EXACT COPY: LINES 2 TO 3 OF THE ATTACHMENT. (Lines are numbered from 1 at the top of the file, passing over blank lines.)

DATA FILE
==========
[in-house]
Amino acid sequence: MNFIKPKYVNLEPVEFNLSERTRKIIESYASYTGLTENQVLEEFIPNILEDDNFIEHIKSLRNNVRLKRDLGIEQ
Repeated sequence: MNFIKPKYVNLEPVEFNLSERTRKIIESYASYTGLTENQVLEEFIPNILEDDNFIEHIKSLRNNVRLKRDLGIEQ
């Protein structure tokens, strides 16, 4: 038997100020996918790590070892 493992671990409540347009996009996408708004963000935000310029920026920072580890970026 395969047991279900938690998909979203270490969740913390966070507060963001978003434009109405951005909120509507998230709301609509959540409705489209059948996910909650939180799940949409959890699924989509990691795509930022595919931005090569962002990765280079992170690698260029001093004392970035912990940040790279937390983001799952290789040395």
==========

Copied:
Amino acid sequence: MNFIKPKYVNLEPVEFNLSERTRKIIESYASYTGLTENQVLEEFIPNILEDDNFIEHIKSLRNNVRLKRDLGIEQ
Repeated sequence: MNFIKPKYVNLEPVEFNLSERTRKIIESYASYTGLTENQVLEEFIPNILEDDNFIEHIKSLRNNVRLKRDLGIEQ